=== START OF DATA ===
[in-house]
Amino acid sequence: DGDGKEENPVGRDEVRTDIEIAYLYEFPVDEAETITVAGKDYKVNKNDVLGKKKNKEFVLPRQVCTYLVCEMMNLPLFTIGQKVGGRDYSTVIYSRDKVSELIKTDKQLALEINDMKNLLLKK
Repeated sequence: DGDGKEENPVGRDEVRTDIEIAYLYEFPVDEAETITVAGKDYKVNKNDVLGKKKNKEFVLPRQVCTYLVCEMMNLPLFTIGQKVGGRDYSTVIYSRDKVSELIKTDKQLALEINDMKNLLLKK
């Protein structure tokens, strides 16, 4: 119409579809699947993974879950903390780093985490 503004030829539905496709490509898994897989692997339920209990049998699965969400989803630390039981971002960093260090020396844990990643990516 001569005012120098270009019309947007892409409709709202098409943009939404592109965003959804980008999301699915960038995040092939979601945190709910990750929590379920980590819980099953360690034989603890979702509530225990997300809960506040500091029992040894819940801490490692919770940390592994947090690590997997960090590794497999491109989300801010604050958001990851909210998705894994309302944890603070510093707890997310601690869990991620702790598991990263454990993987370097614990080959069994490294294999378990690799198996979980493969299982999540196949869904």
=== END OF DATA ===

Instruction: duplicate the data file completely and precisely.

[in-house]
Amino acid sequence: DGDGKEENPVGRDEVRTDIEIAYLYEFPVDEAETITVAGKDYKVNKNDVLGKKKNKEFVLPRQVCTYLVCEMMNLPLFTIGQKVGGRDYSTVIYSRDKVSELIKTDKQLALEINDMKNLLLKK
Repeated sequence: DGDGKEENPVGRDEVRTDIEIAYLYEFPVDEAETITVAGKDYKVNKNDVLGKKKNKEFVLPRQVCTYLVCEMMNLPLFTIGQKVGGRDYSTVIYSRDKVSELIKTDKQLALEINDMKNLLLKK
């Protein structure tokens, strides 16, 4: 119409579809699947993974879950903390780093985490 503004030829539905496709490509898994897989692997339920209990049998699965969400989803630390039981971002960093260090020396844990990643990516 001569005012120098270009019309947007892409409709709202098409943009939404592109965003959804980008999301699915960038995040092939979601945190709910990750929590379920980590819980099953360690034989603890979702509530225990997300809960506040500091029992040894819940801490490692919770940390592994947090690590997997960090590794497999491109989300801010604050958001990851909210998705894994309302944890603070510093707890997310601690869990991620702790598991990263454990993987370097614990080959069994490294294999378990690799198996979980493969299982999540196949869904």